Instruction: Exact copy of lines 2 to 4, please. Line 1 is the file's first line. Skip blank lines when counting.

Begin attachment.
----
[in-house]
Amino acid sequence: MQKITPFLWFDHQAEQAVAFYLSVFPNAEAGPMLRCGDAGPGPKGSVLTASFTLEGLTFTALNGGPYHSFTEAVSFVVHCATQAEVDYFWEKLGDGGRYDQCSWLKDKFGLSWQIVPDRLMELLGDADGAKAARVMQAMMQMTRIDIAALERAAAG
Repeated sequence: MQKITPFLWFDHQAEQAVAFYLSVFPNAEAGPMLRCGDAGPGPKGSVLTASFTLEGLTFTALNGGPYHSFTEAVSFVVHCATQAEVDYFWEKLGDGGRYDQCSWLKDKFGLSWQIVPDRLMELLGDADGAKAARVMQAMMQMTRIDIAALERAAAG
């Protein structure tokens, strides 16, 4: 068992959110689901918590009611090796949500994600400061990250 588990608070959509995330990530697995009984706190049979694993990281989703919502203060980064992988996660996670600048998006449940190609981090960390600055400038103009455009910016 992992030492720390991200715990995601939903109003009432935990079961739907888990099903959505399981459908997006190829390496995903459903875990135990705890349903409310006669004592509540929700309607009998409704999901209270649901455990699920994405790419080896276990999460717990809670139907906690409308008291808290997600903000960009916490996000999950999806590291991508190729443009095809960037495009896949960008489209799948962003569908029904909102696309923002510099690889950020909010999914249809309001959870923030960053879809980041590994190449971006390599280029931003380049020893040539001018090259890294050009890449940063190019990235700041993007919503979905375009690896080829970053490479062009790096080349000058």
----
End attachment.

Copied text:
Amino acid sequence: MQKITPFLWFDHQAEQAVAFYLSVFPNAEAGPMLRCGDAGPGPKGSVLTASFTLEGLTFTALNGGPYHSFTEAVSFVVHCATQAEVDYFWEKLGDGGRYDQCSWLKDKFGLSWQIVPDRLMELLGDADGAKAARVMQAMMQMTRIDIAALERAAAG
Repeated sequence: MQKITPFLWFDHQAEQAVAFYLSVFPNAEAGPMLRCGDAGPGPKGSVLTASFTLEGLTFTALNGGPYHSFTEAVSFVVHCATQAEVDYFWEKLGDGGRYDQCSWLKDKFGLSWQIVPDRLMELLGDADGAKAARVMQAMMQMTRIDIAALERAAAG
């Protein structure tokens, strides 16, 4: 068992959110689901918590009611090796949500994600400061990250 588990608070959509995330990530697995009984706190049979694993990281989703919502203060980064992988996660996670600048998006449940190609981090960390600055400038103009455009910016 992992030492720390991200715990995601939903109003009432935990079961739907888990099903959505399981459908997006190829390496995903459903875990135990705890349903409310006669004592509540929700309607009998409704999901209270649901455990699920994405790419080896276990999460717990809670139907906690409308008291808290997600903000960009916490996000999950999806590291991508190729443009095809960037495009896949960008489209799948962003569908029904909102696309923002510099690889950020909010999914249809309001959870923030960053879809980041590994190449971006390599280029931003380049020893040539001018090259890294050009890449940063190019990235700041993007919503979905375009690896080829970053490479062009790096080349000058």